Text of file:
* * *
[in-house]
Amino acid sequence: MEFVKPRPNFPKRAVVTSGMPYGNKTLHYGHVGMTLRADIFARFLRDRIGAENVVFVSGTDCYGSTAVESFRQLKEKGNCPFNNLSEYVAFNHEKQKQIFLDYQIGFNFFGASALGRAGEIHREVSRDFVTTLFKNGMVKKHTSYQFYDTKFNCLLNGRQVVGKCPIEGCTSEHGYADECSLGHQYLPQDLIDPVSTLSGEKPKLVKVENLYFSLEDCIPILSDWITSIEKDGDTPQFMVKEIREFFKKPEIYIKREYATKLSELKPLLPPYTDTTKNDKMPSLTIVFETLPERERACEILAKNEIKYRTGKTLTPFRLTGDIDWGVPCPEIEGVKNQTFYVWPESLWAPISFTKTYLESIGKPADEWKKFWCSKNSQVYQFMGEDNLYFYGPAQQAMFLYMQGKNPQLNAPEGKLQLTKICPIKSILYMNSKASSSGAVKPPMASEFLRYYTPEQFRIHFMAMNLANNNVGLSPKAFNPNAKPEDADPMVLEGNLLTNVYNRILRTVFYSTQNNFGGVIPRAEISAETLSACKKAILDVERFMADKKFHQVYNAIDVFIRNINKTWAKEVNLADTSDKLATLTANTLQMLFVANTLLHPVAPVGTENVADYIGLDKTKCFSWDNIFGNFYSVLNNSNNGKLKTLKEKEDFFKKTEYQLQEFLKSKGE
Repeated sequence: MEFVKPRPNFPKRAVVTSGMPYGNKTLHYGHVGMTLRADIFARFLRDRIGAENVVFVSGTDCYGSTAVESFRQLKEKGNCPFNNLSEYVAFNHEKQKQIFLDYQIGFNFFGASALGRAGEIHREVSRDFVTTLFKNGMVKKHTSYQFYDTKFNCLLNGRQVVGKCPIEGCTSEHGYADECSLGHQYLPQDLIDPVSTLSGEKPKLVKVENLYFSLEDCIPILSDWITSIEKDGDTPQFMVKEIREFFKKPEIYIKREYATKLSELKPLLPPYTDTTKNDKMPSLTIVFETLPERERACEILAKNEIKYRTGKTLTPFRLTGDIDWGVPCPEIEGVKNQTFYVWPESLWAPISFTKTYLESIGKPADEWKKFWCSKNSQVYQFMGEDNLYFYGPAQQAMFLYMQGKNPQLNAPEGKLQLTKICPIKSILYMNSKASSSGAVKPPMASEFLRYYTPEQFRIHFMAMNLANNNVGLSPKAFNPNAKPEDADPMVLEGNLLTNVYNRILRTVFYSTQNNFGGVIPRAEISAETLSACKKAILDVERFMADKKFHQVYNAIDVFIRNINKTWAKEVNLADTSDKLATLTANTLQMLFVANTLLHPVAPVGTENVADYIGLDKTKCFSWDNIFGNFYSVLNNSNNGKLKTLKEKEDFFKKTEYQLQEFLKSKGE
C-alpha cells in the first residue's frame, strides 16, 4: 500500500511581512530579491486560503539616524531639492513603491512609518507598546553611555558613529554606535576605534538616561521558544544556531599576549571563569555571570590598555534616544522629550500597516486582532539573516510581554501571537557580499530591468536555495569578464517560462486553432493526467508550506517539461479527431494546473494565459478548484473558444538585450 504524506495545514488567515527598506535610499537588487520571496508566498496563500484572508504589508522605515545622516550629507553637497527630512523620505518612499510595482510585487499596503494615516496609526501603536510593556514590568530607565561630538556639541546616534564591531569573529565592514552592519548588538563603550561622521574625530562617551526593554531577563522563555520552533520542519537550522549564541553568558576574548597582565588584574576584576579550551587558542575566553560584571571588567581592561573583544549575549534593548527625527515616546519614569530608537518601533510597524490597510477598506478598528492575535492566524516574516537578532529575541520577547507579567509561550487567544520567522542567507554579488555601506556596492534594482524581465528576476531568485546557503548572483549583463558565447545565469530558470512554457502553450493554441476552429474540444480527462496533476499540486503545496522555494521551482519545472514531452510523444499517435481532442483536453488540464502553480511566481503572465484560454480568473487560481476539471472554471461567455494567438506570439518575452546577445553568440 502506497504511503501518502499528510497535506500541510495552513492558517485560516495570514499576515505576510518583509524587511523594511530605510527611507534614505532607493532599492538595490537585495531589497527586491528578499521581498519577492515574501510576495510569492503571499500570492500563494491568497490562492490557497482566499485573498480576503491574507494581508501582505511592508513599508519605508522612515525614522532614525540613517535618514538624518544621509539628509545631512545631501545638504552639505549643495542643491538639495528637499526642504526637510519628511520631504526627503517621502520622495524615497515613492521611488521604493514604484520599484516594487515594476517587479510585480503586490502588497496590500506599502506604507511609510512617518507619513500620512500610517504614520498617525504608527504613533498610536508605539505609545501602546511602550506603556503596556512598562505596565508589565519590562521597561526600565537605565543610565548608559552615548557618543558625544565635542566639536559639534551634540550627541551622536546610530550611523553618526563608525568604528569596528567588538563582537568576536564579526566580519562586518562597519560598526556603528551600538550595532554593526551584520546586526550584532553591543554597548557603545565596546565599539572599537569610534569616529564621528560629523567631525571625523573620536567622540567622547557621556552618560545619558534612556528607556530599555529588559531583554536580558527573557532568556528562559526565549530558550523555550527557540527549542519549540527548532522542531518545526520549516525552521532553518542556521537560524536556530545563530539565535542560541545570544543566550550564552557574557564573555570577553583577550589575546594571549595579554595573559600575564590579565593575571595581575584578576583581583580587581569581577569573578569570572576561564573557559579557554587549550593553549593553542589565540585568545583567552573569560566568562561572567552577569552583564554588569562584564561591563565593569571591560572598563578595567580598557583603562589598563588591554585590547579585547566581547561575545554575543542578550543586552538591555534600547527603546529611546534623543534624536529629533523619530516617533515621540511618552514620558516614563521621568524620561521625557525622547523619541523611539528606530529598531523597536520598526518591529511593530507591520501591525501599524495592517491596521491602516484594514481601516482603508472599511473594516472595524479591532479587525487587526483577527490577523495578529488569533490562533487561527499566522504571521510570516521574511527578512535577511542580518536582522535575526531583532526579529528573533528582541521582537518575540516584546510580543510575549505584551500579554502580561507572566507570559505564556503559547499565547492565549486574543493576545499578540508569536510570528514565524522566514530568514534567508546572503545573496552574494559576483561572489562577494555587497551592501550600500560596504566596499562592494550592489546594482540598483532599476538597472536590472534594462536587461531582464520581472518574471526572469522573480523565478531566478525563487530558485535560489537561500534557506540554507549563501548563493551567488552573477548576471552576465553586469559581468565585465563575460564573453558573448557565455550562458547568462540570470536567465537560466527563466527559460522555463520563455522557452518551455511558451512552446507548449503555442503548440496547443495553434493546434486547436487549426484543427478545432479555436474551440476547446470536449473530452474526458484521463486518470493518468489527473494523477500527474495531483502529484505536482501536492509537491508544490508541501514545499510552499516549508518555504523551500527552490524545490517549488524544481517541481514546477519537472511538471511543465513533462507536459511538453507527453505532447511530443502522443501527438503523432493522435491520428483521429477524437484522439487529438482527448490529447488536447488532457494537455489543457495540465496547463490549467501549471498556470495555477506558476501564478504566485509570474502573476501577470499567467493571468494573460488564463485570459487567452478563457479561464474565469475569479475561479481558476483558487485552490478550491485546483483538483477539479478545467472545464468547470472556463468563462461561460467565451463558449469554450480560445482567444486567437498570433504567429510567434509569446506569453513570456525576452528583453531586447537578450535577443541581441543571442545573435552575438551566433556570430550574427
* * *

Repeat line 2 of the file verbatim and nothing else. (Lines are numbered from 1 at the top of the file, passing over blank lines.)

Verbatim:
Amino acid sequence: MEFVKPRPNFPKRAVVTSGMPYGNKTLHYGHVGMTLRADIFARFLRDRIGAENVVFVSGTDCYGSTAVESFRQLKEKGNCPFNNLSEYVAFNHEKQKQIFLDYQIGFNFFGASALGRAGEIHREVSRDFVTTLFKNGMVKKHTSYQFYDTKFNCLLNGRQVVGKCPIEGCTSEHGYADECSLGHQYLPQDLIDPVSTLSGEKPKLVKVENLYFSLEDCIPILSDWITSIEKDGDTPQFMVKEIREFFKKPEIYIKREYATKLSELKPLLPPYTDTTKNDKMPSLTIVFETLPERERACEILAKNEIKYRTGKTLTPFRLTGDIDWGVPCPEIEGVKNQTFYVWPESLWAPISFTKTYLESIGKPADEWKKFWCSKNSQVYQFMGEDNLYFYGPAQQAMFLYMQGKNPQLNAPEGKLQLTKICPIKSILYMNSKASSSGAVKPPMASEFLRYYTPEQFRIHFMAMNLANNNVGLSPKAFNPNAKPEDADPMVLEGNLLTNVYNRILRTVFYSTQNNFGGVIPRAEISAETLSACKKAILDVERFMADKKFHQVYNAIDVFIRNINKTWAKEVNLADTSDKLATLTANTLQMLFVANTLLHPVAPVGTENVADYIGLDKTKCFSWDNIFGNFYSVLNNSNNGKLKTLKEKEDFFKKTEYQLQEFLKSKGE